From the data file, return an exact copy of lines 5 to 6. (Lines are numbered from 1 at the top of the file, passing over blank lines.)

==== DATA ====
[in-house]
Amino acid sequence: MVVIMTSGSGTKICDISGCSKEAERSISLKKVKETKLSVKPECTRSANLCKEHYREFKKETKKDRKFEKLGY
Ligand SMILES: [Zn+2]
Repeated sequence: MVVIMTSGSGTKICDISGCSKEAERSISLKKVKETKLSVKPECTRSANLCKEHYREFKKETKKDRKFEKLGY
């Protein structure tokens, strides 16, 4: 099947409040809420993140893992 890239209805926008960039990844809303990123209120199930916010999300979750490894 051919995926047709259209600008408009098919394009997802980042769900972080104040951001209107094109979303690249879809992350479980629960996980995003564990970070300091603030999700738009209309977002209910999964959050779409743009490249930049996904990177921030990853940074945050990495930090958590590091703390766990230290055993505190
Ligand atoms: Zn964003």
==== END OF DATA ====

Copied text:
């Protein structure tokens, strides 16, 4: 099947409040809420993140893992 890239209805926008960039990844809303990123209120199930916010999300979750490894 051919995926047709259209600008408009098919394009997802980042769900972080104040951001209107094109979303690249879809992350479980629960996980995003564990970070300091603030999700738009209309977002209910999964959050779409743009490249930049996904990177921030990853940074945050990495930090958590590091703390766990230290055993505190
Ligand atoms: Zn964003």